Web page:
1887
Volume 20, Issue 4
  • ISSN 1384-6655
  • E-ISSN: 1569-9811
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Abstract

The classical Chinese text Zhuangzi tells us that the meaning of a word, or a text, is not fixed, but consists of the many perspectives offered in debate. Each new contribution interprets what has been said and thus adds to its meaning. This is akin to the approach of modern hermeneutics. What a text means is determined by its intertextual links to previous texts, and by the traces it leaves in its subsequent interpretations. The practical approach of philology and the methodology of corpus linguistics provide the foundation of the task of interpretation, by establishing the textual evidence on which interpretation has to rest. My paper exemplifies the Zhuangzi’s strategy in moving on from the textual evidence to their manifold interpretations, thus interweaving corpus linguistics, philology and hermeneutics.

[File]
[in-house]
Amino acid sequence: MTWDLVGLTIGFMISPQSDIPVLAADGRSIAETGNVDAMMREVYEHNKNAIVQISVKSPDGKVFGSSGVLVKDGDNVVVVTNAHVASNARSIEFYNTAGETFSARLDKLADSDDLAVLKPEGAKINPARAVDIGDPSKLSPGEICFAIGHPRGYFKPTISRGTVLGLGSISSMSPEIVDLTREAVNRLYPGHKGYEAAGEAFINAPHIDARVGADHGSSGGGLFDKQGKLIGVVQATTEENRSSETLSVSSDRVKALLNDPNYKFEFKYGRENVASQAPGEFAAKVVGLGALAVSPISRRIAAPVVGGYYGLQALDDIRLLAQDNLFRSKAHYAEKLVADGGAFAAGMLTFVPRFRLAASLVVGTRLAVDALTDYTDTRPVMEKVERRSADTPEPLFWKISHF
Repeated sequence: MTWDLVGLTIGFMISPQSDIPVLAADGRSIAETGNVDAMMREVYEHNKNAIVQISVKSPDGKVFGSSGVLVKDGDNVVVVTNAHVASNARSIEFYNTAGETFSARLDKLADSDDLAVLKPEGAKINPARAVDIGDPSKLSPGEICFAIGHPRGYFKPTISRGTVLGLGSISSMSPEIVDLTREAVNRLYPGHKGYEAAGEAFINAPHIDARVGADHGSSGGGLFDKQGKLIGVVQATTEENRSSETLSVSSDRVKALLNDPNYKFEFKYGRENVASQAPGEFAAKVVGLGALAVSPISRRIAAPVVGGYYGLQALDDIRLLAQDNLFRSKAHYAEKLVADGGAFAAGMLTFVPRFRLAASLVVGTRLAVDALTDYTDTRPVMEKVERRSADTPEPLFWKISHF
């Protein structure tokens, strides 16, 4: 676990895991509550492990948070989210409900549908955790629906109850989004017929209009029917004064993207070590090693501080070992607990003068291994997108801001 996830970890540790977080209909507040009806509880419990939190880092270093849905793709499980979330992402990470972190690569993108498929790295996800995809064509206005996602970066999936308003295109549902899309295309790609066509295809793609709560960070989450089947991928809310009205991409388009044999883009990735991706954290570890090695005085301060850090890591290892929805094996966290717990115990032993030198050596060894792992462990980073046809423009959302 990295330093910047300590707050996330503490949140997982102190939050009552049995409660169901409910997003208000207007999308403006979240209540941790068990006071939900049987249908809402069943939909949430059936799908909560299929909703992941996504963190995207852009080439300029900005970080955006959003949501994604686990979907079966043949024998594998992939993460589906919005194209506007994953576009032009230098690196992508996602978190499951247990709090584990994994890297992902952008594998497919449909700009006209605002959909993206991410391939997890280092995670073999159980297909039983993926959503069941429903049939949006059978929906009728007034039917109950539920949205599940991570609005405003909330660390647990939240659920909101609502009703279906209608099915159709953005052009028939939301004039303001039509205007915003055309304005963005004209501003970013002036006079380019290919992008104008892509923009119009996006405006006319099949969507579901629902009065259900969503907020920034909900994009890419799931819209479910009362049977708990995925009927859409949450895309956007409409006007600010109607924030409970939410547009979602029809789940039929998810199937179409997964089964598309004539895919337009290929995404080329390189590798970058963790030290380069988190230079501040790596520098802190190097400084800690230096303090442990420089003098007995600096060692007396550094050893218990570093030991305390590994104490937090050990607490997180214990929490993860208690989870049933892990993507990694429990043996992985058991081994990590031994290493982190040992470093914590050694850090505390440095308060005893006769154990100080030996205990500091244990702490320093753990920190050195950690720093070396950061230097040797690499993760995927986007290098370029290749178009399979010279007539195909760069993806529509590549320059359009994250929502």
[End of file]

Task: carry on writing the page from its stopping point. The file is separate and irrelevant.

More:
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/content/journals/10.1075/ijcl.20.4.01teu
2015-01-01
2018-10-21
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References

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